The approach of monetary union has compressed the yield gaps between different markets in anticipation of currency risk disappearing, and as a reward for the tough economic medicine governments have been willing to stomach to ensure they qualify for economic and monetary union on 1 January, 1999.
After the European Central Bank becomes responsible for monetary policy on a continent-wide basis and currency differences are removed, the debt- market playing field will be levelled. The EMU member governments will find themselves in competition to win the top spot as the benchmark borrower in the new currency. And, while there's probably more national pride than money at stake, the race to provide the bellwether security for what will be the world's second-biggest debt securities market is heating up.
"The international prestige of being the euro benchmark is tremendous," said Brian Venables, senior bond strategist at ABN Amro.
The chief contenders for benchmark status in the EMU debt bloc are France and Germany. Both have been polishing their debt markets to enhance their post-1999 prospects as Europe's leading financial centre.
Germany is scrapping the elite circle of banks that has been setting the terms of its government bond auctions for the past 45 years. The Bundesbank decided its existing system, heavily weighted in favour of domestic banks, would undermine Frankfurt's competitiveness as a financial centre, so it is throwing the auctions open to a more international bidding group.
Germany also decided to group under one name a chunk of the debt it inherited from unification and from rebuilding its infrastructure after the Second World War. Unpalatable monikers such as the "Fund for Inherited Debt" or the "European Recovery Programme" will be dropped and the debt will all be traded in the name of the German government.
France, meanwhile, said it will become the first continental European country to sell inflation-linked bonds, widening the range of securities it makes available to investors. The UK, US and Canadian governments have had very successful programmes selling bonds, which pay higher returns if inflation rises.
"Innovation will be essential in an increasingly competitive environment," said French finance minister Dominique Strauss-Kahn as he announced the plan. He is rushing through parliamentary approval to ensure France is first in the market with euro-denominated inflation-proof securities.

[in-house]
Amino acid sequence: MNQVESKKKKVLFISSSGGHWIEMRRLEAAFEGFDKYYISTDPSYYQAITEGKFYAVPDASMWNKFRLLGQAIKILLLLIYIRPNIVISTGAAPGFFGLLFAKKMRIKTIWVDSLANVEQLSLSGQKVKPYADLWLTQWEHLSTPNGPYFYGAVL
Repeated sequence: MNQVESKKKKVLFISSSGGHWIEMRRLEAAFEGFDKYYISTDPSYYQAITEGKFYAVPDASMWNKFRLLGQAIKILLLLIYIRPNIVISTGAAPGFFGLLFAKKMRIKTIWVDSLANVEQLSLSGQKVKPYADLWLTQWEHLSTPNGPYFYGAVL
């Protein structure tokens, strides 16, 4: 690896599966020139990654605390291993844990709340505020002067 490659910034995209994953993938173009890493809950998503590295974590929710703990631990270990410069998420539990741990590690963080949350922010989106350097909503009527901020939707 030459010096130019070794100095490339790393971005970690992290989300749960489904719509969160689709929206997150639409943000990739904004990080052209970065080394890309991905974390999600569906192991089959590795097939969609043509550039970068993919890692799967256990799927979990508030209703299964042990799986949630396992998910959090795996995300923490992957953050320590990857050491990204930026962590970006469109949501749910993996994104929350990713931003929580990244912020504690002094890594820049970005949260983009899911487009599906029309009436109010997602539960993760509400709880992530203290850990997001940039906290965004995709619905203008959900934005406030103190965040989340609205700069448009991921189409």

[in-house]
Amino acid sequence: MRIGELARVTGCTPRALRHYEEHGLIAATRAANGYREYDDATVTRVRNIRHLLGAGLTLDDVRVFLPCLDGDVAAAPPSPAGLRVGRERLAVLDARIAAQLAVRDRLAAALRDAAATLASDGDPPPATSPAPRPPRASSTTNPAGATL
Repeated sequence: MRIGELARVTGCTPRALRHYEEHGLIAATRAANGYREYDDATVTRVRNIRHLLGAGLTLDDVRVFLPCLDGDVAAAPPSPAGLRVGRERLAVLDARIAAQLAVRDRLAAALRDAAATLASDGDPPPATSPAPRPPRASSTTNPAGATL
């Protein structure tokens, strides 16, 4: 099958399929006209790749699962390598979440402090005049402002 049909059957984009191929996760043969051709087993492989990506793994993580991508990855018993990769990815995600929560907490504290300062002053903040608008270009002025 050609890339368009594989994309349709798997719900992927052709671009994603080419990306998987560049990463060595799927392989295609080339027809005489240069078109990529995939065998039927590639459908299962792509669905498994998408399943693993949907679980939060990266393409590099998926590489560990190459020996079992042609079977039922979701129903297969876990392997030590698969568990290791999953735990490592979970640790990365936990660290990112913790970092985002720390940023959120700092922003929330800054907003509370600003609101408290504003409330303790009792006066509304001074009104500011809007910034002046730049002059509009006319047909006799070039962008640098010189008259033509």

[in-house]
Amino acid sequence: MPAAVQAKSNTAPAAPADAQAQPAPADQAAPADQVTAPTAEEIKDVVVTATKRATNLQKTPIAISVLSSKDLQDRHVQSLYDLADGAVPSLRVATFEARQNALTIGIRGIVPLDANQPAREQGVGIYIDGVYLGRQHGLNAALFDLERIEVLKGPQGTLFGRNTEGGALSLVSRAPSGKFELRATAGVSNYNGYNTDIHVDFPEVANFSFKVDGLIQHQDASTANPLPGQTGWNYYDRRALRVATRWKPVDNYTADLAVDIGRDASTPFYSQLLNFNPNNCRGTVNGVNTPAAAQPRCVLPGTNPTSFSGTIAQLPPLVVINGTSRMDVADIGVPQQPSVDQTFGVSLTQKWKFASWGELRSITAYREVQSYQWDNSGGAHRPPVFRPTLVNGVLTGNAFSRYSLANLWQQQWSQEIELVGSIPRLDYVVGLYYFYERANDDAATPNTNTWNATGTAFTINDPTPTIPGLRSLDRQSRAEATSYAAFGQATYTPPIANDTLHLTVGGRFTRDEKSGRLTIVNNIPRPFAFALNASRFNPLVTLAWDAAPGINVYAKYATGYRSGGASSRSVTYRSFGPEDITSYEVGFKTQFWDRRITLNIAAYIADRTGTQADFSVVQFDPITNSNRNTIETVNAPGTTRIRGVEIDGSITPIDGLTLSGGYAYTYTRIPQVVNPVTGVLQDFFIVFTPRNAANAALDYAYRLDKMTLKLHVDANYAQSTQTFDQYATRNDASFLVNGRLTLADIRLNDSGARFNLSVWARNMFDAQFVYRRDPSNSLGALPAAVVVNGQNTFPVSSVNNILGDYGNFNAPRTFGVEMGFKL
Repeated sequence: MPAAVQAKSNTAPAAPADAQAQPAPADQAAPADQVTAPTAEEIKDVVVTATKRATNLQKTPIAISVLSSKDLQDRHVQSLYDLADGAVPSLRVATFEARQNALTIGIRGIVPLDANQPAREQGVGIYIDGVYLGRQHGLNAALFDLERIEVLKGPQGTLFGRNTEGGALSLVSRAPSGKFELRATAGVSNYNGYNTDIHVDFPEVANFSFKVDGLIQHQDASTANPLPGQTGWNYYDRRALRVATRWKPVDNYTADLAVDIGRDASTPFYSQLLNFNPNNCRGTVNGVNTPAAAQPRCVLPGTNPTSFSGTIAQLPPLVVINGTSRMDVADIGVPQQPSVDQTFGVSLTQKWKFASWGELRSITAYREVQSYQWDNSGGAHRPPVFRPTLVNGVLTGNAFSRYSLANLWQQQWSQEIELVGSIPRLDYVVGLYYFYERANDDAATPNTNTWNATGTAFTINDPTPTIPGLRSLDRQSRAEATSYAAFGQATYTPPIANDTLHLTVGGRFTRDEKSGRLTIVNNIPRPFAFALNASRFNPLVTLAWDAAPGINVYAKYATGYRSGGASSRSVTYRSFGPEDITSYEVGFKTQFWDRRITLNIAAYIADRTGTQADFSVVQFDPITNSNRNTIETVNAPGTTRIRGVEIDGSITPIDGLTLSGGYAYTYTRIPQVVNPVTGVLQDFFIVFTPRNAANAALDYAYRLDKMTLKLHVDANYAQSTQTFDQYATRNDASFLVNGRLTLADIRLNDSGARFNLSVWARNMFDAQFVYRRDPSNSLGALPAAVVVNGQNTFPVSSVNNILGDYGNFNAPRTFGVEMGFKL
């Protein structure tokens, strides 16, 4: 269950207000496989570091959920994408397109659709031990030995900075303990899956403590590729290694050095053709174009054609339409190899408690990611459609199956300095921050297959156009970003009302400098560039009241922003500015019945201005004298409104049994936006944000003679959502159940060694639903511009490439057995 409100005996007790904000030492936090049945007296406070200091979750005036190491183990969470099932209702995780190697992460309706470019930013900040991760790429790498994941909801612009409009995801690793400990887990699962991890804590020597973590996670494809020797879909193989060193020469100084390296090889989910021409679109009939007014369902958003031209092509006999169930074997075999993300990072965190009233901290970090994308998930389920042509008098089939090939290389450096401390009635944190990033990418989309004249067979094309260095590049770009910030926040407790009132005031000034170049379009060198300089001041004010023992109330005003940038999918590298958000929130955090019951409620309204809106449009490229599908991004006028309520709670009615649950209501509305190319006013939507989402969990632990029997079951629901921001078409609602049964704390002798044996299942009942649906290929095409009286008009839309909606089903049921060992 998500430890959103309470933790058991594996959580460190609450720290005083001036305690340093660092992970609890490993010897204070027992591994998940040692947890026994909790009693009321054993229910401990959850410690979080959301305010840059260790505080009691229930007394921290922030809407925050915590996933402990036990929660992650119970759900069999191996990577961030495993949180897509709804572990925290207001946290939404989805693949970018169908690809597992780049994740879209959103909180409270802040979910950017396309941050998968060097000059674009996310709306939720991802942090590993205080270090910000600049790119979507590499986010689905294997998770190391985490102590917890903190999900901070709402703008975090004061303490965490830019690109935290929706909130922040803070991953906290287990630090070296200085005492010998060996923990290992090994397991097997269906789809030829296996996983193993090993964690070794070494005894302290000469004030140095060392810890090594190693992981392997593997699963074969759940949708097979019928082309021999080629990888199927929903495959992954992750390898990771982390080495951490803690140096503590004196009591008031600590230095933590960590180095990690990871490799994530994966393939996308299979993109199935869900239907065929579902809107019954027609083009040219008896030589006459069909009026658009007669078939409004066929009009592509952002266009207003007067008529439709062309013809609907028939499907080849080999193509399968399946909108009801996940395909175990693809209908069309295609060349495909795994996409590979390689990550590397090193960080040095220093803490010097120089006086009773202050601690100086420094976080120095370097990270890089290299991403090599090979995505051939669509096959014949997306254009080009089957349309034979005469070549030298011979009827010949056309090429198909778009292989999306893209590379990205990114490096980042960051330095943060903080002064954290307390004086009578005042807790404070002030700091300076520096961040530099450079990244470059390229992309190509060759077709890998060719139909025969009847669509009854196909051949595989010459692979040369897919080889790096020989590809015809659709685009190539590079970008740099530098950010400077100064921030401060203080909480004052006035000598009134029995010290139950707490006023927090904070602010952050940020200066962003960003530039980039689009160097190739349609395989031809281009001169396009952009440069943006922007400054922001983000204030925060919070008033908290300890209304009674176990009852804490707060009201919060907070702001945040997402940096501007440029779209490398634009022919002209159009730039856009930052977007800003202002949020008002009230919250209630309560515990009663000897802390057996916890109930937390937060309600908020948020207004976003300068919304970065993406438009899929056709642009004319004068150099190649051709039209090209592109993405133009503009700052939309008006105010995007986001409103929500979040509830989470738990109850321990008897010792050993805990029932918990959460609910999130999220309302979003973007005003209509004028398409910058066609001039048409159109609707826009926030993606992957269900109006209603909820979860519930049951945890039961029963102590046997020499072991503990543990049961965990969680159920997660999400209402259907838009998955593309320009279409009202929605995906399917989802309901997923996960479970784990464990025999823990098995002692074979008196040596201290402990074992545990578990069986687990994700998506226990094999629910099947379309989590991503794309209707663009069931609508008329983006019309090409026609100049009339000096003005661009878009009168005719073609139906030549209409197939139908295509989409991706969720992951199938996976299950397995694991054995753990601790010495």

"The competition for liquidity and investors' interest is accelerating," said Arnaud Mares, an analyst at Credit Agricole Indosuez. "Obviously this competition will provide us with a highly liquid euro market."
Belgium, meanwhile, made its pitch to stay in favour with investors by committing itself to a jumbo issue maturing in 2008. Its Treasury officials crafted a three-part issue denominated in Belgian francs, German marks and French francs, sold separately but with common interest payment and maturity dates to manufacture an issue with a trading size of more than $2.8bn (pounds 1.69m) once the three securities are redenominated into euros.
The harder governments work to boost the liquidity of their bond markets, the more attractive European debt is likely to become to global portfolio managers. "The battle is under way for the dominant euro financial centre and for the yield curve that will be the euro benchmark," said Graham McDevitt, an analyst at Paribas. "This is all good news for investors."
European investors who have typically stuck to their domestic debt markets, shying away from the currency risks of buying foreign bonds, are likely to take advantage of the opportunities the single currency will offer to buy the debt of new sovereign borrowers without exposing themselves to foreign exchange problems.
"We'll have to invest more in countries outside EMU," said Chema Caballero, manager at BSN Gestion in Madrid. That could cause problems for Belgium and Italy, both of which have debt ratios of more than 100 per cent of gross domestic product and are heavily reliant on domestic investors for funding.
The litmus test for which countries win and which countries lose out in the increased competition for investor cash, however, is likely to be how successful they are at balancing the needs of their domestic economies with the constraints imposed by the new Europe-wide monetary policy.
Federico Ferrer, vice-director general for external financing at the Spanish Treasury, told a conference in Paris earlier this month that sovereign issuers will be in competition with each other as "fiscal differences will remain for a certain amount of time", while governments continue to pursue domestic taxation policies.
"What's going to matter for me is whether countries really do stick to the rules of the euro," said Lars Appel, who manages DM20bn at Frankfurt- Trust.
"If products on offer become increasingly similar, there will be no reason to invest in any specific place. We'll have to see if economic policy does what it says it will."
q Additional reporting by Heather Harris, Francois de Beaupuy and Jeffrey T Lewis.Reuse content